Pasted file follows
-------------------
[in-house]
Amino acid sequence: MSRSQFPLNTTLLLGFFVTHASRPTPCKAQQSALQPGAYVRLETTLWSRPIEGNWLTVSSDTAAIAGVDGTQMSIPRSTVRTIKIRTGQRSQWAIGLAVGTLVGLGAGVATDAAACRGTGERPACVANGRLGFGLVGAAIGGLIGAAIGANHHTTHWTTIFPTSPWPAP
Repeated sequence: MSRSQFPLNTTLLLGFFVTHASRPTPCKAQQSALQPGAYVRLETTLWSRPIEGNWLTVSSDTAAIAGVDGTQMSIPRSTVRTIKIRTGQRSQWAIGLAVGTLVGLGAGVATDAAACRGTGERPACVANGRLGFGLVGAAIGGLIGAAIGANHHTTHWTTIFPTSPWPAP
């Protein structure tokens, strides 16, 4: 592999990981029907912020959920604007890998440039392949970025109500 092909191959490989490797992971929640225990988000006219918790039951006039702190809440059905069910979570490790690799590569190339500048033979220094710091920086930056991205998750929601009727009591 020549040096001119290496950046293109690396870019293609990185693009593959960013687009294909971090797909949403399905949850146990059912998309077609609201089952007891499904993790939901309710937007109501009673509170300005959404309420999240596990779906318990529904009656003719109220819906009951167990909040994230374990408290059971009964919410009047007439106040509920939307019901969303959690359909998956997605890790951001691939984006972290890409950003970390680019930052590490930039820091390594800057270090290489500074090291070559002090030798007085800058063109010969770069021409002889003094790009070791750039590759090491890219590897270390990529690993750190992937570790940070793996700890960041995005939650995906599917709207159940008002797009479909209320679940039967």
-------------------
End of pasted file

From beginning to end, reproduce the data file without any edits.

[in-house]
Amino acid sequence: MSRSQFPLNTTLLLGFFVTHASRPTPCKAQQSALQPGAYVRLETTLWSRPIEGNWLTVSSDTAAIAGVDGTQMSIPRSTVRTIKIRTGQRSQWAIGLAVGTLVGLGAGVATDAAACRGTGERPACVANGRLGFGLVGAAIGGLIGAAIGANHHTTHWTTIFPTSPWPAP
Repeated sequence: MSRSQFPLNTTLLLGFFVTHASRPTPCKAQQSALQPGAYVRLETTLWSRPIEGNWLTVSSDTAAIAGVDGTQMSIPRSTVRTIKIRTGQRSQWAIGLAVGTLVGLGAGVATDAAACRGTGERPACVANGRLGFGLVGAAIGGLIGAAIGANHHTTHWTTIFPTSPWPAP
């Protein structure tokens, strides 16, 4: 592999990981029907912020959920604007890998440039392949970025109500 092909191959490989490797992971929640225990988000006219918790039951006039702190809440059905069910979570490790690799590569190339500048033979220094710091920086930056991205998750929601009727009591 020549040096001119290496950046293109690396870019293609990185693009593959960013687009294909971090797909949403399905949850146990059912998309077609609201089952007891499904993790939901309710937007109501009673509170300005959404309420999240596990779906318990529904009656003719109220819906009951167990909040994230374990408290059971009964919410009047007439106040509920939307019901969303959690359909998956997605890790951001691939984006972290890409950003970390680019930052590490930039820091390594800057270090290489500074090291070559002090030798007085800058063109010969770069021409002889003094790009070791750039590759090491890219590897270390990529690993750190992937570790940070793996700890960041995005939650995906599917709207159940008002797009479909209320679940039967």